• Did the accepted answer work for you? Did it cause any problems? It's funny how people are posting comments saying "don't do it because you can always buy a new ssd" because without swap you may run out of memory - as if swap was infinite.. I used to run a Linux laptop without swap and it was the most responsive system I used. Back then I used to tell people: "Can I run Ubuntu with 4GB of RAM and 8GB of swap? If so then obviously I can run it with 16GB or RAM and no swap - many times faster. I'm looking into a new Linux laptop setup so I'd like to know your experience with this answer. Thanks. – rsp Jul 7 '20 at 17:51
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  1. Disabling swap when you already know that your system can get to the point when it won't have enough memory is a bad idea. Right at the moment when kernel doesn't have any memory to allocate your system will probably be very-very unresponsive or just hang so you'll have to reboot it. Hangs may cause data losses, sometimes filesystem corruption. Depends on filesystem it can be fixed automatically (ext* family, fat family, btrfs and some others), but not every FS support this feature. I bet you probably won't like to run fsck in single user mode every time you have a corruption...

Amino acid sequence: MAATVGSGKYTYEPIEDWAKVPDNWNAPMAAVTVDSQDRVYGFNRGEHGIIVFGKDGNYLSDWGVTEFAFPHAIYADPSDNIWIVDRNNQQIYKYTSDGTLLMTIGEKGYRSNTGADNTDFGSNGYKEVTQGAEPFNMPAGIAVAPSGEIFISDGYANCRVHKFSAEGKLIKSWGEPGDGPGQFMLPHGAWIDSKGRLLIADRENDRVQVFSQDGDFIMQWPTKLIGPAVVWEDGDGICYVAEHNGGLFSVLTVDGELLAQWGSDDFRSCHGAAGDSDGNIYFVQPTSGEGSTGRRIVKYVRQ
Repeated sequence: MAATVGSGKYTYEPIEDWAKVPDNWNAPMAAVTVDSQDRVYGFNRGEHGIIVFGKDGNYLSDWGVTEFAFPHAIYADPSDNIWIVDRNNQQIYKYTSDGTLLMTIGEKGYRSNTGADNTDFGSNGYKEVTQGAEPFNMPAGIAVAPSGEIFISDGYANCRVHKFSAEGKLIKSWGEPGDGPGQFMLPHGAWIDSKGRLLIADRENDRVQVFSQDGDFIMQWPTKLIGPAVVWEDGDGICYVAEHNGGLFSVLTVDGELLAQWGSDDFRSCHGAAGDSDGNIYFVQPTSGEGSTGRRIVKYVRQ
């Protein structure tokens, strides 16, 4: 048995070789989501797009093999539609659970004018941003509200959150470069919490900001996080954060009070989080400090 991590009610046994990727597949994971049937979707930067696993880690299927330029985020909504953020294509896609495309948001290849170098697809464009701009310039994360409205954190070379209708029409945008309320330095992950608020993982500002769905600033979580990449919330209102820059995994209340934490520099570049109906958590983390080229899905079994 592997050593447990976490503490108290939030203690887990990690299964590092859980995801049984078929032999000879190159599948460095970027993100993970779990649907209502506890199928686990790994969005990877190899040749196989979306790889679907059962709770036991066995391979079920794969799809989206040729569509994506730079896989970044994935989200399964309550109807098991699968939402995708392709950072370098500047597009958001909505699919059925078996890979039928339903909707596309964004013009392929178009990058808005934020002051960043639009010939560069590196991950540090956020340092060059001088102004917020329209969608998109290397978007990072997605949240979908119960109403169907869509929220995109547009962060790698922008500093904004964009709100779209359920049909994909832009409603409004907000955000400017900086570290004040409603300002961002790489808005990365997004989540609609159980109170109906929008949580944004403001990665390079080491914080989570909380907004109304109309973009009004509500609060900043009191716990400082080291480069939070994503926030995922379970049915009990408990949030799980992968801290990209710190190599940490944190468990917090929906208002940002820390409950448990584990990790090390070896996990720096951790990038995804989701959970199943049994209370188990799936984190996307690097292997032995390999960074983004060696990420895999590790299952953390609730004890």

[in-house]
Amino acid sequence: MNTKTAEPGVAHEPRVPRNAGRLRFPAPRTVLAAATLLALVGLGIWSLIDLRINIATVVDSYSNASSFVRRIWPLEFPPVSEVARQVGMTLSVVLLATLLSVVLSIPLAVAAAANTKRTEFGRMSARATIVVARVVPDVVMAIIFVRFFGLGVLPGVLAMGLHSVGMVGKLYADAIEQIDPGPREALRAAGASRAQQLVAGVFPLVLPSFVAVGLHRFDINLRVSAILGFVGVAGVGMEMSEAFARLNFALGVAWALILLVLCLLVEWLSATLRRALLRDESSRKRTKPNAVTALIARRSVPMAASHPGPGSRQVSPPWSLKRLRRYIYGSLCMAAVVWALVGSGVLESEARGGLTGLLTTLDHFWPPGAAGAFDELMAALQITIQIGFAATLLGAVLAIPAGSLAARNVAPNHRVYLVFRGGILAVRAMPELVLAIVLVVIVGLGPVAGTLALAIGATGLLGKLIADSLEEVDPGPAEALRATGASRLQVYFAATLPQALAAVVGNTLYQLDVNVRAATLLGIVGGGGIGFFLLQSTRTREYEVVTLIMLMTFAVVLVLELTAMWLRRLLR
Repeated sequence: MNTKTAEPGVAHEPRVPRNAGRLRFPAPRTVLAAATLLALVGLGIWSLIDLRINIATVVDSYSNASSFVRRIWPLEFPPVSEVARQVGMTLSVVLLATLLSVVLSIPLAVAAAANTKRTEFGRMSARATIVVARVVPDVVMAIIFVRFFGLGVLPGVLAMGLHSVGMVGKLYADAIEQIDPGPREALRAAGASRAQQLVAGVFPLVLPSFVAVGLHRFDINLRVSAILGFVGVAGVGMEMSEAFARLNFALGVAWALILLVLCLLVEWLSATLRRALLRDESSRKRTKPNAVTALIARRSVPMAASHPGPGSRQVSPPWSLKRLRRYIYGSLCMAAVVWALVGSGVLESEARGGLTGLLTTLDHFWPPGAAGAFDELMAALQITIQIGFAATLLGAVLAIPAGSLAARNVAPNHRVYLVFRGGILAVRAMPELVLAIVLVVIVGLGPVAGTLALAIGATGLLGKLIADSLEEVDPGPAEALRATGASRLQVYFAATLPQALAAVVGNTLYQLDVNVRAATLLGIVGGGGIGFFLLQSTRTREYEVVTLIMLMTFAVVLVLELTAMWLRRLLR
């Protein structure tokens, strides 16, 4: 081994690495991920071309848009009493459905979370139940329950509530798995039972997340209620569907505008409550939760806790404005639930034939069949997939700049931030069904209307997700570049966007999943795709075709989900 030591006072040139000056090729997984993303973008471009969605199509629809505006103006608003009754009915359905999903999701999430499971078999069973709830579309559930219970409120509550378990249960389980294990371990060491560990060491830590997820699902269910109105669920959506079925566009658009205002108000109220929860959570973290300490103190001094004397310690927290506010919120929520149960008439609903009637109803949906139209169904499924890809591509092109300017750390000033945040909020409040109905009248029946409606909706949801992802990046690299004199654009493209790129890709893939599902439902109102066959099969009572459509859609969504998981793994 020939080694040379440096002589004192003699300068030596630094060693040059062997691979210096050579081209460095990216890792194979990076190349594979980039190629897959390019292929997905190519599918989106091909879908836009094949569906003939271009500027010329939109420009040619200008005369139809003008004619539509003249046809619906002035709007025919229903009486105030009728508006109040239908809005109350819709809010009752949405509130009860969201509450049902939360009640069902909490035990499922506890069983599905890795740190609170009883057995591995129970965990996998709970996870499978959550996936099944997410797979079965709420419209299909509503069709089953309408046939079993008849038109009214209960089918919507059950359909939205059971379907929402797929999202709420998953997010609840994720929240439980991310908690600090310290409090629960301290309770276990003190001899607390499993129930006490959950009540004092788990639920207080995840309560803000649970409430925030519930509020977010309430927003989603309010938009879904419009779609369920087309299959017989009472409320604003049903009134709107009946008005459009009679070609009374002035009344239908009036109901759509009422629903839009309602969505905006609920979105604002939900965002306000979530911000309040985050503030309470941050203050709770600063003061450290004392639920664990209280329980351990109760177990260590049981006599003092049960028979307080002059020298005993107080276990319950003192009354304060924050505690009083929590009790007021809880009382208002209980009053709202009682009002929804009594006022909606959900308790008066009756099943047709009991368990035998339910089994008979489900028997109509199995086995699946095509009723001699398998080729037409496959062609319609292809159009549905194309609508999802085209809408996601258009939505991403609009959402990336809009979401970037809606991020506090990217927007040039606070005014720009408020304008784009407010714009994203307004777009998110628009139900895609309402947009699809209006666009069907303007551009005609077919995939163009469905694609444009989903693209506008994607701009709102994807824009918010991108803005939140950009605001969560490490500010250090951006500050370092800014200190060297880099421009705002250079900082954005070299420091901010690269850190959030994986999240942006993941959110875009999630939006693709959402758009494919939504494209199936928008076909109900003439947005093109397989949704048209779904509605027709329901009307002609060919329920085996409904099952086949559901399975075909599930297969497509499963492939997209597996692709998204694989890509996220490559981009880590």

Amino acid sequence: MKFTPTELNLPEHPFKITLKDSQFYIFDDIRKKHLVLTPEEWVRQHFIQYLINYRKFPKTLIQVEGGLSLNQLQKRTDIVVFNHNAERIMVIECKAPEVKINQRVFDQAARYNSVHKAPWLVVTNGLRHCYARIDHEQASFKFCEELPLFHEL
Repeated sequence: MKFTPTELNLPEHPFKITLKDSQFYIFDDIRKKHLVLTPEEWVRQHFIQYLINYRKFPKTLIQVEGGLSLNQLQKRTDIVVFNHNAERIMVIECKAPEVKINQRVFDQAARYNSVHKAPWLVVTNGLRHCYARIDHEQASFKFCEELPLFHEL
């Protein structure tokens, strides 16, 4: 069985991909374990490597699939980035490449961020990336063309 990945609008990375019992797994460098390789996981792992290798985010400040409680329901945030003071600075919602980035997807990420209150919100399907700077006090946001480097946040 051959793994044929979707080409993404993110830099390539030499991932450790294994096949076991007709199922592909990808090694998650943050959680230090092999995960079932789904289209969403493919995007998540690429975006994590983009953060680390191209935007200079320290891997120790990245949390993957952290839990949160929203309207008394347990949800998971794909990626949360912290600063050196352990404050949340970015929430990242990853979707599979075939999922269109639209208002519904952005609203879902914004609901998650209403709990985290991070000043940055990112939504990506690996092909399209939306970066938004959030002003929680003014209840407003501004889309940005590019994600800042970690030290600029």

2. Kernel is not that stupid to just write everything it wants to your SSD, it behaves differently compared to HDDs and tries to make the least possible writes using things such as TRIM. There's not that much harm to your drive as you may think.

  3. Hibernation is a built-in kernel subsystem that operates on a low level. It still has to have a separate partition with size ≥ RAM size allowing it to just make a full snapshot of you memory. Here you can read how linux manages hibernation. If there's no place to permanently store memory image there's no way hibernation works. You can't store data in the air. No permanent physical storage = no hibernation. So that's also the answer to your question: you can't use hibernation without swap on linux.

So, my point is that you of course can live without swap and enable it only for hibernation, but only if you're sure that 99.9% of the time system is on it has enough memory for everything. If that's not your case you must use swap.

Now to the possible solution:

When you run systemctl hibernate systemd starts a service called systemd-hibernate.service. Unit file of which is usually located it /usr/lib/systemd/system/ directory

On Debian it looks like this:

#  SPDX-License-Identifier: LGPL-2.1+
#
#  This file is part of systemd.
#
#  systemd is free software; you can redistribute it and/or modify it
#  under the terms of the GNU Lesser General Public License as published by
#  the Free Software Foundation; either version 2.1 of the License, or
#  (at your option) any later version.

[Unit]